The indictment comes as fresh political turmoil shakes the Thai capital, with protesters backed by Abhisit's opposition party seeking to oust Prime Minister Yingluck Shinawatra and rid the kingdom of the influence of her brother, deposed former leader Thaksin.
"We have indicted him (Abhisit)," Nanthasak Poonsuk, a spokesman for the attorney general's office, told AFP outside the Bangkok court where the closed-door hearing was held. "The court accepts to hear the case."
Under Abhisit's government, more than 90 people died and nearly 1,900 were wounded in street clashes in 2010 between mostly unarmed pro-Thaksin "Red Shirt" demonstrators and security forces firing live rounds.
A small group of Red Shirts shouted 'Murderer!' as the Democrat Party leader arrived at court, without speaking to waiting media.
Thailand has seen several bouts of political turmoil since Thaksin was ousted in a military coup in 2006, with rival protests spilling into the streets in sometimes bloody unrest.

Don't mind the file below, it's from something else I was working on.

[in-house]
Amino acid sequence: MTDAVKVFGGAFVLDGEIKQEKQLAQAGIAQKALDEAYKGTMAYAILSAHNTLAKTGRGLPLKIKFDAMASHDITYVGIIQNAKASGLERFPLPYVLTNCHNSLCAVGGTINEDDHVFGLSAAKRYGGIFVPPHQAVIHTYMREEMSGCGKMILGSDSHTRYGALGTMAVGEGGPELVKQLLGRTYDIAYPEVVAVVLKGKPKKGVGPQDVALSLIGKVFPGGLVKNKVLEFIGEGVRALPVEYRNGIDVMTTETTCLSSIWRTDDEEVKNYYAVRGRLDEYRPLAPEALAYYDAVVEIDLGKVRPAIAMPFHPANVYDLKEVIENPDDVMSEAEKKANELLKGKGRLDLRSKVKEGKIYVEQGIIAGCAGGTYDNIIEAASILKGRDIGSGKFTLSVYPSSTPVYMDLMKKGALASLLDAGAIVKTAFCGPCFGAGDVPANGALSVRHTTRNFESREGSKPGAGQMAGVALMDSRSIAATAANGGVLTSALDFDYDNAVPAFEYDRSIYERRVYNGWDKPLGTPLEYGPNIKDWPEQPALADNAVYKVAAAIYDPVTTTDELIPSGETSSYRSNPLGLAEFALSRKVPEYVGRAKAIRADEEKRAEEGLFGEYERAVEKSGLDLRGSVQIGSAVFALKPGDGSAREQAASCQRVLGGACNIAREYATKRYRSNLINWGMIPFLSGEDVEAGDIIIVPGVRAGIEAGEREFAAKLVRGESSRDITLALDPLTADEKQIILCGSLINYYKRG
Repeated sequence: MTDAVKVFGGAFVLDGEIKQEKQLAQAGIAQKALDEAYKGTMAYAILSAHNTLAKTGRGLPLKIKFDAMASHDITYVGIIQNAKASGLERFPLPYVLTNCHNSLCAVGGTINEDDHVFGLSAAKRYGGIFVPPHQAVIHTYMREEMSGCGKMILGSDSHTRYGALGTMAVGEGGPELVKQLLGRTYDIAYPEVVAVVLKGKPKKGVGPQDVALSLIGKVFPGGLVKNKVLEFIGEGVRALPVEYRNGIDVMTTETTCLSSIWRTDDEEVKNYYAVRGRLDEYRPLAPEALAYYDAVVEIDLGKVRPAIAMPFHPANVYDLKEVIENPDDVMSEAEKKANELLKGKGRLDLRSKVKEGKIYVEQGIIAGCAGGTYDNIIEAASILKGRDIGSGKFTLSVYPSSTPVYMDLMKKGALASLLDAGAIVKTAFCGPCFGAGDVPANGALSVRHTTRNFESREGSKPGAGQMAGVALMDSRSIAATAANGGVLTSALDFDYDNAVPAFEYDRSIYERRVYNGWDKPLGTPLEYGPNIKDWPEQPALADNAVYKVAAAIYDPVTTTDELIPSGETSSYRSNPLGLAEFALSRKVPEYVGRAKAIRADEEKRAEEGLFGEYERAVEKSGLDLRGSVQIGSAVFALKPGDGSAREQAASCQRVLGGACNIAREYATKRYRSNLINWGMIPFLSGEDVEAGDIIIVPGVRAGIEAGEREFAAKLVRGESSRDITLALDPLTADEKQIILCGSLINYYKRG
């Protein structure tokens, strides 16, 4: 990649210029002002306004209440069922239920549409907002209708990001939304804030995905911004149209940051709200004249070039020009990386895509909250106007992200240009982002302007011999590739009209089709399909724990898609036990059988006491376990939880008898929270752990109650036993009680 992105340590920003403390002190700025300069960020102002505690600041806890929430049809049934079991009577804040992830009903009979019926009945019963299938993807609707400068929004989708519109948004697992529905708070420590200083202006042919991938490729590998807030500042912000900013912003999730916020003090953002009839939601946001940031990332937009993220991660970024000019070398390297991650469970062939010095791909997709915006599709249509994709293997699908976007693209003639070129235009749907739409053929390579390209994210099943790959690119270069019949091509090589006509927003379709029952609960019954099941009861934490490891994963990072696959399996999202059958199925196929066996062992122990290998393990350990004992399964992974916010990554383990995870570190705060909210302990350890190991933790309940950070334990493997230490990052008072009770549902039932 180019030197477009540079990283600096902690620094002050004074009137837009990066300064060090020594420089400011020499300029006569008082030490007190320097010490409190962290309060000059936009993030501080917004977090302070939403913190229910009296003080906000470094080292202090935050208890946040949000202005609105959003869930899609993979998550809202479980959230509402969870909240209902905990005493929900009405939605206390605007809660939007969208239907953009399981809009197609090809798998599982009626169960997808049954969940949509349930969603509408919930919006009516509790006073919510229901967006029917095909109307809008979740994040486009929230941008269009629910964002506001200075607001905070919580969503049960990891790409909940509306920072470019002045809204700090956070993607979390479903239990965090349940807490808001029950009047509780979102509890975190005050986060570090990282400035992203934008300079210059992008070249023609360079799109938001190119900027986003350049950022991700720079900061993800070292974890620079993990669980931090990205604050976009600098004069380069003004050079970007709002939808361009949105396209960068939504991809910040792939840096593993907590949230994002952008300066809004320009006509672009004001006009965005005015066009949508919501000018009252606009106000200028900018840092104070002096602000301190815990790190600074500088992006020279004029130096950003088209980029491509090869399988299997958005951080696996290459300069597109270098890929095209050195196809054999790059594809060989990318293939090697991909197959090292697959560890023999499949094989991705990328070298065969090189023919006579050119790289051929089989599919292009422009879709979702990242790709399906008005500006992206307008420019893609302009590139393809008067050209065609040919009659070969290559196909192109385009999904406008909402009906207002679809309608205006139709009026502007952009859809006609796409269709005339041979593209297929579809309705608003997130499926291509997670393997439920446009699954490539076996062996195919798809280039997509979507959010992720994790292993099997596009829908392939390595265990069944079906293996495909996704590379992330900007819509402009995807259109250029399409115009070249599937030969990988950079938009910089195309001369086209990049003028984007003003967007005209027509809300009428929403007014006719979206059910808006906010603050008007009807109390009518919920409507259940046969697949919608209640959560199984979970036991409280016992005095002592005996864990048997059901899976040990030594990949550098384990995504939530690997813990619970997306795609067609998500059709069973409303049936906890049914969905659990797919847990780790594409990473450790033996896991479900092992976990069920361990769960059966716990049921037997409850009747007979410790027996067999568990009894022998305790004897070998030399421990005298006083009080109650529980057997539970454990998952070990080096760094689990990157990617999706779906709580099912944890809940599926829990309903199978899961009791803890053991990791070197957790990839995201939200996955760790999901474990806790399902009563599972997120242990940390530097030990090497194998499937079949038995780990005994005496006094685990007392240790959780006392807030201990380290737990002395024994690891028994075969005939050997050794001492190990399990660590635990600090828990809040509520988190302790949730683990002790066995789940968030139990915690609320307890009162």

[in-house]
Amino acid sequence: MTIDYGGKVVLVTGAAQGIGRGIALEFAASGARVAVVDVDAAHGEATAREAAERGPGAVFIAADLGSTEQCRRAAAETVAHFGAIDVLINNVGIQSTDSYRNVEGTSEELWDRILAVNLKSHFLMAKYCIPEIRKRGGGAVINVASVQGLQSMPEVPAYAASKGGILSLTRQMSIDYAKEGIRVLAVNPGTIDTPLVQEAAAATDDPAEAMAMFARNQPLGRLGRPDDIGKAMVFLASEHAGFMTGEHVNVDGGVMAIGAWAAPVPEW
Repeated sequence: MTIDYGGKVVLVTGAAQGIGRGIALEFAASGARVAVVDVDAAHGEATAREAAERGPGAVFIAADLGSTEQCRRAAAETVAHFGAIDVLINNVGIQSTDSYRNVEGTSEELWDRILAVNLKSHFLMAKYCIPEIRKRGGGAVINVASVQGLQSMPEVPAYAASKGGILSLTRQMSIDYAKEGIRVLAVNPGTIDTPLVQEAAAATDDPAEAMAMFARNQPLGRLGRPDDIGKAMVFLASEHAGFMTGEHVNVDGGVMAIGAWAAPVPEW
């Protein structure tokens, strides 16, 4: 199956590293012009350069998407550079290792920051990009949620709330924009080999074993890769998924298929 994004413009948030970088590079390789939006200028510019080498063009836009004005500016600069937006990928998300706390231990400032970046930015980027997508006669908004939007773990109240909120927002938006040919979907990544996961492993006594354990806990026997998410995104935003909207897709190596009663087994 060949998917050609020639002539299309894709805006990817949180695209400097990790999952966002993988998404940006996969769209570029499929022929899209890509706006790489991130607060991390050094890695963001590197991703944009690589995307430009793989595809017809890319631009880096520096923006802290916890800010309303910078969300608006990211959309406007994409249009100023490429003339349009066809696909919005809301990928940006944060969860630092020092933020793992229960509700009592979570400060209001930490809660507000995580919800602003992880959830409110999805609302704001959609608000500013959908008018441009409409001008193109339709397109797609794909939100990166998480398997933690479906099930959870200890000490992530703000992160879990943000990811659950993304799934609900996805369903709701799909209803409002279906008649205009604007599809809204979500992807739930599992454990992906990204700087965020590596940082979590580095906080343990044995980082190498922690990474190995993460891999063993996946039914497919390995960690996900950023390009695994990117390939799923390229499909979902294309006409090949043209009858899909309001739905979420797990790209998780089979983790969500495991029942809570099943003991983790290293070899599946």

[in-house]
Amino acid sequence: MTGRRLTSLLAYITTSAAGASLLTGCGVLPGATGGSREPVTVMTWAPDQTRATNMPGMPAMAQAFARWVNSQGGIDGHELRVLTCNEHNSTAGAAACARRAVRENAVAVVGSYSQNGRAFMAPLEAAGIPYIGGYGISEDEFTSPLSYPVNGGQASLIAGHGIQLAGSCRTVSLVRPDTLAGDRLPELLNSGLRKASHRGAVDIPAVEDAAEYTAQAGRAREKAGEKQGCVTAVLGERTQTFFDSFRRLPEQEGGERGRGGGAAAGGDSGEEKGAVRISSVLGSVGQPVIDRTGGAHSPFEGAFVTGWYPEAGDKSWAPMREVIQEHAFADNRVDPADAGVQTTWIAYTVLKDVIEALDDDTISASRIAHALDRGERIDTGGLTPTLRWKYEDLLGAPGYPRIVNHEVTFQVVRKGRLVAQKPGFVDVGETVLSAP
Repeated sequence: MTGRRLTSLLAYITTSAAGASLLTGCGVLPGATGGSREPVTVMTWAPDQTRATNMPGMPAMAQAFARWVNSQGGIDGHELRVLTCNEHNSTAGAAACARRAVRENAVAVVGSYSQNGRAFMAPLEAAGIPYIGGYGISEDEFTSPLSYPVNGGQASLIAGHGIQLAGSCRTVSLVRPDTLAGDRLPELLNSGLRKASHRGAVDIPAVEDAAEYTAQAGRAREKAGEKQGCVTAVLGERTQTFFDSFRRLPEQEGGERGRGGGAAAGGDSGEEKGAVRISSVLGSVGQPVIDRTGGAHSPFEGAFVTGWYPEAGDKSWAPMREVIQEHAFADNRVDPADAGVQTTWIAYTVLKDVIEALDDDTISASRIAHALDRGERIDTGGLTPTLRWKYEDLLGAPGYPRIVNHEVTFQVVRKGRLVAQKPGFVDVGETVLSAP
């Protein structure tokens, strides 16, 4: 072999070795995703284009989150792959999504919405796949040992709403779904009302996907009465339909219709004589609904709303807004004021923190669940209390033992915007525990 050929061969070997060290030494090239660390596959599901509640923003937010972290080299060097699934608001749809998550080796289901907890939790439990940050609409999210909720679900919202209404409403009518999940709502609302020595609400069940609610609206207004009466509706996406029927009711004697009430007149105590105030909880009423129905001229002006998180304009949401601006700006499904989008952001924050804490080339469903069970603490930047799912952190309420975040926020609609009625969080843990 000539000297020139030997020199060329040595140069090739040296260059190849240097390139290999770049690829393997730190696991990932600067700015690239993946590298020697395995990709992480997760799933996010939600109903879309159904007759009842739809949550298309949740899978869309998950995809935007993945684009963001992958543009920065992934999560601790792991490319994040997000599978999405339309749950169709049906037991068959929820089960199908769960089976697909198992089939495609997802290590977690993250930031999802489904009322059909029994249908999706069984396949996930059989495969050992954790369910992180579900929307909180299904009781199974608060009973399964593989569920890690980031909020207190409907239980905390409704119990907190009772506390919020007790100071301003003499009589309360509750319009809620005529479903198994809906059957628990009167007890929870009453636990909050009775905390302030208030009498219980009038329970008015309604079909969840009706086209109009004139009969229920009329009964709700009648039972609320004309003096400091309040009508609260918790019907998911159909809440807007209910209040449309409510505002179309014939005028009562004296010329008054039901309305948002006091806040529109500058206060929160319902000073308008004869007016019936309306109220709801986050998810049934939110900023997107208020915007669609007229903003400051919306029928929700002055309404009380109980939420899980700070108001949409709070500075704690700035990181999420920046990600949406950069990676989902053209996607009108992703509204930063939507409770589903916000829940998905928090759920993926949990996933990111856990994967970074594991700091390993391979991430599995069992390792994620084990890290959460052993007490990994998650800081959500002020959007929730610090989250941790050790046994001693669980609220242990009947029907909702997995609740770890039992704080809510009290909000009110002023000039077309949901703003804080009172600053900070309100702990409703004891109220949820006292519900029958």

Prosecutors have accused Abhisit and his former deputy Suthep Thaugsuban of causing security forces to carry out murder and attempted murder.
Oxford-educated Abhisit - who was formally charged in December - insists he is innocent and has described the accusations against him as politically motivated.
Suthep also faces a murder charge but asked the court to postpone his hearing. The former deputy premier is now spearheading the mass opposition protests against Yingluck, for which he faces an arrest warrant for insurrection.
Yingluck has called an early election - set for February 2 - to try to calm the political turmoil. But Suthep has rejected the move, demanding the government step aside in favour of an unelected "people's council".
The political conflict broadly pits a Bangkok-based middle class and royalist elite backed by the military against rural and working-class voters loyal to Thaksin, who lives in self-exile in Dubai.